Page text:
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Posted: May 30, 2013
A stellar mid-life crisis: why do some cluster stars die early?
(Nanowerk News) It was written in the stars all along, but we’ve just found out: a whopping 70% of stars in a widely-studied cluster die before reaching old age which, for stars, is the most productive stage of their lives.
The finding shines a new light on the life-cycle of cluster stars and their contribution to our universe. Now, computer models of stars will need to be improved, and future observations of star clusters – both local and extra-galactic – will need to take this new information into account.
The life and times of stars
Combining increasingly powerful telescopic information with the study of physics has led us to a robust understanding of how stars work. Since most of the information about the universe comes to us through starlight, the understanding of stars underpins our understanding of the universe.
The life-cycle of a star similar to our sun (left to right) from birth in a giant gas cloud to the old-age red giant phase and finally to a white dwarf surrounded by a nebula. (Image: ESO)
We now know that the light from stars originates deep in their cores, where nuclear fusion reactions (“nuclear burning”) releases heat and light. As each nuclear “fuel” runs out, stars move on to their next phase of life.
Our own star, the sun, is currently in its youthful phase, burning hydrogen in its core. After its core hydrogen runs out it will expand 100-fold to become a red giant – possibly engulfing Earth. Luckily we still have 5 billion years to prepare for this!
Next the sun will settle down in its middle age and become a blue(ish) giant, burning helium in its core. After it runs out of helium it will again expand, becoming a red giant for the second time, before finally dying as a white dwarf.
A star’s life cycle.
The “old age” second giant phase is important because it is the stage at which a star like the Sun makes its greatest contribution to the universe. It does this in two key ways:
It burns very, very brightly – sending out light that can be seen far across the universe.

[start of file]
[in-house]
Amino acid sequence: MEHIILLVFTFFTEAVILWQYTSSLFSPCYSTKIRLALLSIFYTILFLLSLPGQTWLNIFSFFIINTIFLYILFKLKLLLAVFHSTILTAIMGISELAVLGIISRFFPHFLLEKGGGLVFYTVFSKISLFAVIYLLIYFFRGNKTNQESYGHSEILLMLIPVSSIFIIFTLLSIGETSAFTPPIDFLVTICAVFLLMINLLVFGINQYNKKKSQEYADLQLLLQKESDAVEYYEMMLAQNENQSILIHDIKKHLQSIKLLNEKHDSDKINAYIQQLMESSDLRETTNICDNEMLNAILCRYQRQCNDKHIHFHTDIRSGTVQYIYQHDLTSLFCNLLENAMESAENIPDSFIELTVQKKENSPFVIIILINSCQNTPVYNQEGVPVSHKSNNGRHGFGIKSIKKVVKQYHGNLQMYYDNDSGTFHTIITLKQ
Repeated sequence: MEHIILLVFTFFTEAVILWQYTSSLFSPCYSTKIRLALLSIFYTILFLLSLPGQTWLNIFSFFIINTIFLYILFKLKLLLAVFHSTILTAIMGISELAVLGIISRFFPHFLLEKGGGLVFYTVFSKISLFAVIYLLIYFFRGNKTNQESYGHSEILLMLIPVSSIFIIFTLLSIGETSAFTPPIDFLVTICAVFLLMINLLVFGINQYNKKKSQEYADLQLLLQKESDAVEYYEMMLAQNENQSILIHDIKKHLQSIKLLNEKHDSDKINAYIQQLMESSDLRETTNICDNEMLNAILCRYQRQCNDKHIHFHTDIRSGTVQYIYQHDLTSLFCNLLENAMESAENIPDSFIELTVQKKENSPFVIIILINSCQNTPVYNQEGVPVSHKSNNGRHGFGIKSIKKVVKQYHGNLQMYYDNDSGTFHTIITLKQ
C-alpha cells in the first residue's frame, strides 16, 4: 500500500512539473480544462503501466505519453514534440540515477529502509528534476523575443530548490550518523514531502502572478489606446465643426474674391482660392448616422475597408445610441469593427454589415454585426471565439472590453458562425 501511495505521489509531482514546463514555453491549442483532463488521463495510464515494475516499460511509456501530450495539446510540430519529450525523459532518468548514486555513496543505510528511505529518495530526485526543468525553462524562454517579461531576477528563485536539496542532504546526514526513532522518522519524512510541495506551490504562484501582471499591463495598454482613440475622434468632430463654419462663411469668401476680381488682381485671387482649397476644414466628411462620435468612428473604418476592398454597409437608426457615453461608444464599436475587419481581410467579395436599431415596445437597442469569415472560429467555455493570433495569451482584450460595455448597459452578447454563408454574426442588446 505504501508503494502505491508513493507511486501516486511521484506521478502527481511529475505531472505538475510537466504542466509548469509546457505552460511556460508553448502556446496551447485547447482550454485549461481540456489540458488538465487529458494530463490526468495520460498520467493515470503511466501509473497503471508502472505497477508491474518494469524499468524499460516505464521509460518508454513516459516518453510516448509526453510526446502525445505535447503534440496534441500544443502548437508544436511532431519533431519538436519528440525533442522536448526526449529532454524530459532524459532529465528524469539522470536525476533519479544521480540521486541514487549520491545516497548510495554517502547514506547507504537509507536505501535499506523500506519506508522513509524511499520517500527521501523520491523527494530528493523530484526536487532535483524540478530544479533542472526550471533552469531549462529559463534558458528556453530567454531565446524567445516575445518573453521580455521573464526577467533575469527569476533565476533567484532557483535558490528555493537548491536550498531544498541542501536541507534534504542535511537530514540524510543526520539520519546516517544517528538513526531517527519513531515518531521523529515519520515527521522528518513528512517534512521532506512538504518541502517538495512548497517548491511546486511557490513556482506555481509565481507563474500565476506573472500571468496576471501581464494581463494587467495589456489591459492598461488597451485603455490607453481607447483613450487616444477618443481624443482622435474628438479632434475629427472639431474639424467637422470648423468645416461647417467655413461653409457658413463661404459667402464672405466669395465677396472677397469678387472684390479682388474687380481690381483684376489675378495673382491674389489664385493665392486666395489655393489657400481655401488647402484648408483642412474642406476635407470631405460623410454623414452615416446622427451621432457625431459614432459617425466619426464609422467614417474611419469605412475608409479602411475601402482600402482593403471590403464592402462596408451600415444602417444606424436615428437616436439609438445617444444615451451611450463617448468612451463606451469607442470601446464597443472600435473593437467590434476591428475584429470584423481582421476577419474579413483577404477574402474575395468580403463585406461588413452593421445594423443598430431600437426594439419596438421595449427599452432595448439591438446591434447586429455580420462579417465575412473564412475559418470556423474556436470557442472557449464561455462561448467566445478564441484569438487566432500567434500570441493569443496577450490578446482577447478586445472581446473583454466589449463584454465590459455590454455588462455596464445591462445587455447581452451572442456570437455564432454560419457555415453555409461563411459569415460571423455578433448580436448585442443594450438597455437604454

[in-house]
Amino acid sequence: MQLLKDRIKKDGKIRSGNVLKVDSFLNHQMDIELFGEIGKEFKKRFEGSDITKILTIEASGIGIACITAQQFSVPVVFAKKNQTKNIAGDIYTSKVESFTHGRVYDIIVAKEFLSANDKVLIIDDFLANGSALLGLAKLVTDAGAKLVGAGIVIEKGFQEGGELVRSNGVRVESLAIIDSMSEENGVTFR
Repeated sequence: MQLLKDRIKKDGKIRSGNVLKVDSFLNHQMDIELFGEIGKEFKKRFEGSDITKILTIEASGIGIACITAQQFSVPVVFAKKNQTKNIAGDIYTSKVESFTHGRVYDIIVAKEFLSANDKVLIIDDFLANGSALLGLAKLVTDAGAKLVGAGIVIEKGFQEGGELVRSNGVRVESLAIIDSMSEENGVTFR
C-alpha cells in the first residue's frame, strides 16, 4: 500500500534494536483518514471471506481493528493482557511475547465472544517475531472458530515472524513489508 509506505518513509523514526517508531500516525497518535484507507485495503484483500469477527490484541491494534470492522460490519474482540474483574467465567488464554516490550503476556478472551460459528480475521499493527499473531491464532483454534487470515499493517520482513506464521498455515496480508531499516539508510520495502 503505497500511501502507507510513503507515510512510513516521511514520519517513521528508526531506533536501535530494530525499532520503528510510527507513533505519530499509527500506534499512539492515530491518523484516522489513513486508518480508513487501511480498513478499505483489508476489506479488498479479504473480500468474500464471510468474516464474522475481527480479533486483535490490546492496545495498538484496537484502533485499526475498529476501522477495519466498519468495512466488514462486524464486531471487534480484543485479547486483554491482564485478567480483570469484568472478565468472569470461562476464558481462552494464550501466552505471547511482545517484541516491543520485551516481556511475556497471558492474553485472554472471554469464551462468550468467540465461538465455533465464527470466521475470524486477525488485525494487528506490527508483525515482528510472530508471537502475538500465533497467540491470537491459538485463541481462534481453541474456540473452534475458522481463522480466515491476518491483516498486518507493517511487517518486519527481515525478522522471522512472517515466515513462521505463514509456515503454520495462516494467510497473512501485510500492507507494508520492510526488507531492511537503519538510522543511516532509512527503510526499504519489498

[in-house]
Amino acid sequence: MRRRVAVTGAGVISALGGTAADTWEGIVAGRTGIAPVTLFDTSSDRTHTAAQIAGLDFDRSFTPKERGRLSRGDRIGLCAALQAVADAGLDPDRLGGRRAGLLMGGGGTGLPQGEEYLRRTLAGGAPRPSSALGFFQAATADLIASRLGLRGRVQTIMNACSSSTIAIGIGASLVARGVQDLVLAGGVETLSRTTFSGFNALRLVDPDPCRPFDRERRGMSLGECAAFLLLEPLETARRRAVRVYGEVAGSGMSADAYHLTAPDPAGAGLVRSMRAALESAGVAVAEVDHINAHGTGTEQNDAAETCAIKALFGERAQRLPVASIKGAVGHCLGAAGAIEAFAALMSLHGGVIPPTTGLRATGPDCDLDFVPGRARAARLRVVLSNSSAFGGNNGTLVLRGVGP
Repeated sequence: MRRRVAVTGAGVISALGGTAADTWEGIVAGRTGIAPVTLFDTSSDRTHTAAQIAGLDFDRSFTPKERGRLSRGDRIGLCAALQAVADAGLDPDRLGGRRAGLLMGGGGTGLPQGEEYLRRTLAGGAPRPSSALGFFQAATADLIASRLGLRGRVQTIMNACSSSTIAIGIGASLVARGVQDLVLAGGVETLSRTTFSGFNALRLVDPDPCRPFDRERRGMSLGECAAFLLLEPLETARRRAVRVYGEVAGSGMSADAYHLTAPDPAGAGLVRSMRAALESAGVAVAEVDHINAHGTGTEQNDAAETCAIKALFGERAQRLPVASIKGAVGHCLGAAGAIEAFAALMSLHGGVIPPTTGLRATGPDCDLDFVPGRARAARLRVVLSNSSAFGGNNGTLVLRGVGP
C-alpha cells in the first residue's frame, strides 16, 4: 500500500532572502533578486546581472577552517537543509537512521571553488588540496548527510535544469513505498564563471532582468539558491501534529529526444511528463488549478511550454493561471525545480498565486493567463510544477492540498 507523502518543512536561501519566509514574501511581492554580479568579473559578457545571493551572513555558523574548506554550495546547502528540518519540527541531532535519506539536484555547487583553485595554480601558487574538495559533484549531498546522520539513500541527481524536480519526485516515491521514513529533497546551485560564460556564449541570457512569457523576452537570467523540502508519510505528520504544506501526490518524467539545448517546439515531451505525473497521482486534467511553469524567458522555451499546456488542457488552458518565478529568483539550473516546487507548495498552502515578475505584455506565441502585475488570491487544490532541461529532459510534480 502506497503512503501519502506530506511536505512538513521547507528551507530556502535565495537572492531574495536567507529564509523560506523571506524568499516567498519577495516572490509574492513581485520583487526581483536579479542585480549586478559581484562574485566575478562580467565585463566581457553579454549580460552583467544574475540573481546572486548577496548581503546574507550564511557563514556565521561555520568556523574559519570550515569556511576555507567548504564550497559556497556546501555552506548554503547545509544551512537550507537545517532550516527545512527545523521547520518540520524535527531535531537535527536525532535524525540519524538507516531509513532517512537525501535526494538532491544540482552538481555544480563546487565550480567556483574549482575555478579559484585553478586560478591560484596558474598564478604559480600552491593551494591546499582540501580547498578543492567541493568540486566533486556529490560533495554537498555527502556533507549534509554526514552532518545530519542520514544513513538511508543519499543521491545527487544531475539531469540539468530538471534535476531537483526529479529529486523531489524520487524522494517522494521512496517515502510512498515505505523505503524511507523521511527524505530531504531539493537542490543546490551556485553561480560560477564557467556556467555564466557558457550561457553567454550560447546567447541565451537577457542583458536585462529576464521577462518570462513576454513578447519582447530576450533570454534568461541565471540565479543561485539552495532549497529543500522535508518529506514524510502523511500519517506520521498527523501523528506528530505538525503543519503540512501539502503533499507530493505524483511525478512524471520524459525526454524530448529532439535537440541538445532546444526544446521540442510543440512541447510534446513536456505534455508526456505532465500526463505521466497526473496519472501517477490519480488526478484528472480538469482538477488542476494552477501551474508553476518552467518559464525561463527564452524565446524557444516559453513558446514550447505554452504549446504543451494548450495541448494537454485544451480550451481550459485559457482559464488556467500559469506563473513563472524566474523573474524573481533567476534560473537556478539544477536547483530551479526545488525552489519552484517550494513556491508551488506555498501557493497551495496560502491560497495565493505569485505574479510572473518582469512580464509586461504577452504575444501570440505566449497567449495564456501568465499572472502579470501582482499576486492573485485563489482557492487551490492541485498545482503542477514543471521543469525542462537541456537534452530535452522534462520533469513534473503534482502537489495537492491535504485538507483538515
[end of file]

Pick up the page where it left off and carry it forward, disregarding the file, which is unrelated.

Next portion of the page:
It “puffs off” all its outer layers of gas and dust, enriching and polluting the surrounding space. This gas and dust gets recycled, going into the formation of the next generation of stars, planets – and possibly even life.
In today’s Nature we report the discovery that, contrary to expectations, not all stars get to live to old age. Using the European Very Large Telescope (VLT) in Chile we measured the amount of sodium in a range of stars in the globular star cluster NGC 6752.
The results are striking – 100% of the sample of stars in the final phase of life have low levels of sodium. This compares with only 30% of stars having low sodium in all other stages of life.
The only explanation for this is that 70% of stars – the ones with high sodium content – appear to be failing to get to the final giant phase.
The NGC 6752 globular star cluster which contains about a million stars. Stars in different stages of life can be seen here – red giants and blue giants, for example. (Image: NASA)
One direct consequence of so many stars failing to reach old age is that most of the bright stars that we expected to be present will just not exist.
This causes problems for the study of the lives of stars because globular clusters, which are huge spherical collections of about a million stars, are routinely used to check computer models of stars – they are used as stellar evolution “testbeds”.
Our finding means that this method of checking the models is flawed, if old-age stars are used in the tests.
Is a low-sodium diet key to old age?
Just why such a huge proportion of stars should be failing to reach old age is a mystery to be solved.
Although it has been shown that sodium is a good indicator to track which stars will or will not reach old age, astrophysicists do not think it can cause the phenomenon.
But sodium must be strongly aligned to whatever the cause is. It is expected that this will be a universal trend for sodium-rich stars in all globular clusters but other clusters will be investigated to make sure.
Due to this new discovery, computer models of stars – including those calculated by our group at the Monash Centre for Astrophysics – will need to be improved so they can follow this phenomenon.
Source: By Simon Campbell, Postdoctoral Researcher in Astrophysics at Monash University, via The Conversation
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